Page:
Tuesday 12 July 2011

No More Teacher's Dirty Looks

Having an ADHD child in school is a special kind of hell.  I was keenly aware that the teacher's day was extra stressful as a direct result of having my son in their class.  A classroom is a place for quiet learning, where students sit at their desks and work diligently at their lessons.  Frick is unable to sit still, shut up or focus on anything he finds boring.  And sometimes even the interesting stuff is difficult.  But overall I got a sense that the teacher genuinely liked him and was invested in his success.  Until fourth grade.

Man, they do not fuck around in the fourth grade.  These are the junior years; the years in which the students must be prepared for the rigors of middle school.  I must have missed the orientation speech, but I think it went something like this:

"Alright kids, now you listen up and listen good!  Up until now you all have gotten a free ride. Yeah, that's right.  You have been spoiled, molly-coddled, indulged, doted on and babied, your little hands have been held and your little snotty noses have been wiped but no more!  This is FOURTH GRADE people and it is time to grow up!  This shit is about to get serious.  You are headed for middle school.  MIDDLE SCHOOL!  And if you don't buckle down , and I mean RIGHT NOW, you are going to get eaten alive, do you hear me?"

Having missed that speech, the first time I met with Mme Pouffiasse scared the hell outta me.  She went through a laundry list of Frick's disruptive behaviours and how they prevented her from teaching the entire class.  She had many dark forebodings about the consequences of his inability to put even a sentence onto a page over the course of an hour and cited his standardized test results over and over again as proof of his future doom.  I'll tell you, "literacy is early grade 2 level" sounds a lot worse at the beginning of grade 4 than it did at the end of grade 3!  By the end of our meeting I was convinced that Frick was going to grow up to live in a cardboard box and become a rising star in an underground Bumfight Club. 

Now, I didn't have a sweet clue how I was going to control Frick's behaviour remotely from my living room when his teacher was unable to do so standing right next to him, but I was sure as hell going to try.  In return Mme. Pouffiasse offered to find Frick remedial help with his reading.  I was to expect to hear from the resource teachers soon.  And so, when I got the expected letter for an appointment to meet with the two resource teachers, I had no reason to suspect anything was up.  As a result, when I walked into the resource room I was floored.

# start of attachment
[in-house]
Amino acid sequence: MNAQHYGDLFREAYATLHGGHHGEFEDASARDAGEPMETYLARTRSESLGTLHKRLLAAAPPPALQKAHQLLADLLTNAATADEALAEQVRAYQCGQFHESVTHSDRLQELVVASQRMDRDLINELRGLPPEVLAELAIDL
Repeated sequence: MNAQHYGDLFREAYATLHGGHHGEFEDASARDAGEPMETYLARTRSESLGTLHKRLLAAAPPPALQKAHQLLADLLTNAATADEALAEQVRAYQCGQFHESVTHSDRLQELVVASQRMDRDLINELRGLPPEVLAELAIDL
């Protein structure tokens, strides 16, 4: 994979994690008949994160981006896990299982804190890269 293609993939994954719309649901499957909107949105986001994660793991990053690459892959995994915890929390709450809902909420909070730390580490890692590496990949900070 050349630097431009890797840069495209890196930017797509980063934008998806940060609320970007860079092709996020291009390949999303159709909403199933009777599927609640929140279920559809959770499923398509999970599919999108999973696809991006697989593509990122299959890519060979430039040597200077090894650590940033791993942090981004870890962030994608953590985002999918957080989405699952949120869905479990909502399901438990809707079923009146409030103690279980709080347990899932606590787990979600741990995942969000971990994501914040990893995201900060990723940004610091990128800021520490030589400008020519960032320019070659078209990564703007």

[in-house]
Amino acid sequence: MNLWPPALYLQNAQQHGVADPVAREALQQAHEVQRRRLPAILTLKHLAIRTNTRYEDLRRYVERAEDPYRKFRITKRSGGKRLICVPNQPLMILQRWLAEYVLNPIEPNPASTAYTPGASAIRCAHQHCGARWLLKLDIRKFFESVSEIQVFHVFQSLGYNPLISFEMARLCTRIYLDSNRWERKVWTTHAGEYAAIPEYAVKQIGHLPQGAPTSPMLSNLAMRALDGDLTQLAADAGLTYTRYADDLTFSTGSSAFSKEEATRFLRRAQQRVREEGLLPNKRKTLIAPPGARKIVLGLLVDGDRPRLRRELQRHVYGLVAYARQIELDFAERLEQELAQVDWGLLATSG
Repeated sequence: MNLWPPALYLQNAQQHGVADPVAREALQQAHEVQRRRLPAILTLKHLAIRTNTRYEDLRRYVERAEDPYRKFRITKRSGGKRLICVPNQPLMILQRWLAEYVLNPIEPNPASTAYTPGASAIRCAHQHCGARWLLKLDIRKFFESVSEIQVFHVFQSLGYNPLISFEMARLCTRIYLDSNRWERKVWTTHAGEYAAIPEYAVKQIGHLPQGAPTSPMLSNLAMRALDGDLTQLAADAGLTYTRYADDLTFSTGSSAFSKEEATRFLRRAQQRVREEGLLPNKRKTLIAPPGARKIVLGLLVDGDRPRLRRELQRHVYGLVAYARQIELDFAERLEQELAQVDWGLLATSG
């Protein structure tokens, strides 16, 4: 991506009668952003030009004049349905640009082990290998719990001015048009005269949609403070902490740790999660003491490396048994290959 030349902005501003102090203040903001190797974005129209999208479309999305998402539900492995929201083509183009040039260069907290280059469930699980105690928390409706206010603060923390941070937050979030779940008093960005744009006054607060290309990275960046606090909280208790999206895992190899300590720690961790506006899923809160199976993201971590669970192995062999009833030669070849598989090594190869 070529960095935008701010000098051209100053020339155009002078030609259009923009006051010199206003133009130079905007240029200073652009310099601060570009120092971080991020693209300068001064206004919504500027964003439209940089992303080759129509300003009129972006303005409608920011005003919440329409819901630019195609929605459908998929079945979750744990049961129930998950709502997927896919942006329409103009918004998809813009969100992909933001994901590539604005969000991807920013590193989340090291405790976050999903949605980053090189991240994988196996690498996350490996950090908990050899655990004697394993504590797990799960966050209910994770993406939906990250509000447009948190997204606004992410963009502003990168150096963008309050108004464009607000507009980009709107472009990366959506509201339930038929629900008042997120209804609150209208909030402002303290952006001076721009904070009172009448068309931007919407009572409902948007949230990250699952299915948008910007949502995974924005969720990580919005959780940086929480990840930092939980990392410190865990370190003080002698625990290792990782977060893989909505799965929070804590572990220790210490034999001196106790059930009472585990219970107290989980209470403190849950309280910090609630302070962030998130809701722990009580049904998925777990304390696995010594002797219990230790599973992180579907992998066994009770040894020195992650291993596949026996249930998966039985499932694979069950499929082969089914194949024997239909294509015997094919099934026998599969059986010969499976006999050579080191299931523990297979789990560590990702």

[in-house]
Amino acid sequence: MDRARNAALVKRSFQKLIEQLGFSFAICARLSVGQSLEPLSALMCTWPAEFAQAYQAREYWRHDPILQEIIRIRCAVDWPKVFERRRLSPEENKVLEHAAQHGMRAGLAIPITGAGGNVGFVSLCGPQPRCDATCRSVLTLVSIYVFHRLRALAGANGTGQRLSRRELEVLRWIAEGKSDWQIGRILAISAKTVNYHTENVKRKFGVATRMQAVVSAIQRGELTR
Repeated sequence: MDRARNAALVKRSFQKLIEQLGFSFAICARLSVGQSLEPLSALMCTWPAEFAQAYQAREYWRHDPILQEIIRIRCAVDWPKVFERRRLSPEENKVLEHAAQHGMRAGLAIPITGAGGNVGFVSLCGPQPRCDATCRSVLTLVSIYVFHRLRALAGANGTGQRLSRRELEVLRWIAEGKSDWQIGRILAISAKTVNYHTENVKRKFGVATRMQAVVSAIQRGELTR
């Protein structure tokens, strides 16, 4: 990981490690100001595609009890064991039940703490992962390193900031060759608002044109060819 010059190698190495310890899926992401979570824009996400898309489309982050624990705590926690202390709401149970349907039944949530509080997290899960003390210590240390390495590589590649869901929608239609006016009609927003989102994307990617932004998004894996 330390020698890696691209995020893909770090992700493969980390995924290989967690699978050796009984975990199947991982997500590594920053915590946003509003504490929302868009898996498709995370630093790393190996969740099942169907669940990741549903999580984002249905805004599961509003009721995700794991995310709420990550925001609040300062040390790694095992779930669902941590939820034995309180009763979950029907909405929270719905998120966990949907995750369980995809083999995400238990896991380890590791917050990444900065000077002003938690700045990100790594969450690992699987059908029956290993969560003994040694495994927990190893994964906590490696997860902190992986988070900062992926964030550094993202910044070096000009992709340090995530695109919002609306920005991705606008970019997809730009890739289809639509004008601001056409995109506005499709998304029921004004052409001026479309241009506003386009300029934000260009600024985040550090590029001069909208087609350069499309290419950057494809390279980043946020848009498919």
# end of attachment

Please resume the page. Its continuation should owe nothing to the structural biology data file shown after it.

In the room, looking stern and imposing, sat a panel of four educators: the two resource teachers, the vice principal and of course,  Mme Pouffiasse.  I had been ambushed.  They invited me to take a seat in an incredibly tiny chair and then went to work grilling me with a series of rapid-fire questions:

"Frick recently got a zero on his science test.  The students received a mark for putting their name on the page.  Why did this happen Mrs. Rotten?  Why is he late almost every day, Mrs. Rotten?  Where is his homework and agenda Mrs. Rotten?  Don't you check his backpack every day, Mrs. Rotten?  Why does he wander all over the classroom, Mrs. Rotten?  Where were you the night of April 3, 1998, Mrs. Rotten?  If a car is traveling westbound at 80 kph and another car was traveling eastbound at 100 kph then who wrote the book of love, Mrs. Rotten?  Who, dammit, who?!?"

For the next forty minutes I was shown a telephone book-sized file of barely started work assignments, several bar graphs and pie charts showing where Frick scored in province-wide literacy, the progress chart that showed how Frick's classmates outpaced him in terms of good behaviour and a tearful and borderline hysterical testimony from Mme P of all the trials and tribulations she suffered since having Frick in her class.   Any and all suggestions I made that touched on revising her teaching techniques were shot right down.  They all stonily insisted that they were well-trained educators, experienced with ADHD and that this was a case where all the blame could be laid on Frick personally and, therefore, me.